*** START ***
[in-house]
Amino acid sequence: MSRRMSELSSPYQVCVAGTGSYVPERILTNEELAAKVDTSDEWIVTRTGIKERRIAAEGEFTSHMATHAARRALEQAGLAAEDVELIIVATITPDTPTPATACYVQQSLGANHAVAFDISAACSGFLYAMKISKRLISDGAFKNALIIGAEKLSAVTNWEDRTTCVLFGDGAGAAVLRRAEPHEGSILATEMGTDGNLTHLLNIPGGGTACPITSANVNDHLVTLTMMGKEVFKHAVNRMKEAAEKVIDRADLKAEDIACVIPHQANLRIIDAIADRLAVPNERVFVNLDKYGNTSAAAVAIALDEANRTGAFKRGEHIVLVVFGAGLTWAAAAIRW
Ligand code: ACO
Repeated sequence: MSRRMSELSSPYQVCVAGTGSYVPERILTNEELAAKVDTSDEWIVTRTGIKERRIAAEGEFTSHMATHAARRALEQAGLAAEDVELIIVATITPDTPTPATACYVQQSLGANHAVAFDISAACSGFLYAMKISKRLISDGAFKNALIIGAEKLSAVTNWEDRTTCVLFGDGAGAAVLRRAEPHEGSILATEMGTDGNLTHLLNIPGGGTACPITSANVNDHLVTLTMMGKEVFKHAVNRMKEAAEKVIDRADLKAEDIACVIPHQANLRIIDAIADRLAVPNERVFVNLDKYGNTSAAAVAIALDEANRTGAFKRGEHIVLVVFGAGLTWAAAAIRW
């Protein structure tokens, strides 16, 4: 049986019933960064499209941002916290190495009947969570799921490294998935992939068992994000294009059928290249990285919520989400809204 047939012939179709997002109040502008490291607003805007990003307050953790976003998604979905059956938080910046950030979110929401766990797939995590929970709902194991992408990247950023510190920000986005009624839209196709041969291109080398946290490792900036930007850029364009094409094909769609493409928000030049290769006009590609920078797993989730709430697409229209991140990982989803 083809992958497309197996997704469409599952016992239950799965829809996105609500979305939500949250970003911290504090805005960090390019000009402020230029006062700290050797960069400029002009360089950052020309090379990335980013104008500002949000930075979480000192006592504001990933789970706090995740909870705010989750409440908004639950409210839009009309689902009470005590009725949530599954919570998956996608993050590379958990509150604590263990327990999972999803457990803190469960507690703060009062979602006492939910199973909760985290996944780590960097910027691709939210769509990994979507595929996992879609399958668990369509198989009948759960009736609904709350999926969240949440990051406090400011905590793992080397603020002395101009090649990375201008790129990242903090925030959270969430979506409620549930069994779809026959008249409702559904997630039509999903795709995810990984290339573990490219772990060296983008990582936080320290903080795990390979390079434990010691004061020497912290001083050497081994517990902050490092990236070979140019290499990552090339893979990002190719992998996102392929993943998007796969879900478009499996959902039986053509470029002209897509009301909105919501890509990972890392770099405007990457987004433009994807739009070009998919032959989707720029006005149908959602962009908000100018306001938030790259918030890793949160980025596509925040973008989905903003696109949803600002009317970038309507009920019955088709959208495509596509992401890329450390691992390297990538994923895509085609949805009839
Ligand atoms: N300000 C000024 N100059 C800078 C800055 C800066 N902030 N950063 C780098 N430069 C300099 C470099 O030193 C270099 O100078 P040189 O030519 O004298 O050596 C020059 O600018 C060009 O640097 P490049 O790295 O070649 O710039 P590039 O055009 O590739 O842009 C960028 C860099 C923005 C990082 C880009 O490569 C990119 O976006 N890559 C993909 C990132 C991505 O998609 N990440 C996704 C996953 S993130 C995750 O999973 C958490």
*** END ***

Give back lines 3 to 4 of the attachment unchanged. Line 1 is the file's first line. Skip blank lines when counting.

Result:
Ligand code: ACO
Repeated sequence: MSRRMSELSSPYQVCVAGTGSYVPERILTNEELAAKVDTSDEWIVTRTGIKERRIAAEGEFTSHMATHAARRALEQAGLAAEDVELIIVATITPDTPTPATACYVQQSLGANHAVAFDISAACSGFLYAMKISKRLISDGAFKNALIIGAEKLSAVTNWEDRTTCVLFGDGAGAAVLRRAEPHEGSILATEMGTDGNLTHLLNIPGGGTACPITSANVNDHLVTLTMMGKEVFKHAVNRMKEAAEKVIDRADLKAEDIACVIPHQANLRIIDAIADRLAVPNERVFVNLDKYGNTSAAAVAIALDEANRTGAFKRGEHIVLVVFGAGLTWAAAAIRW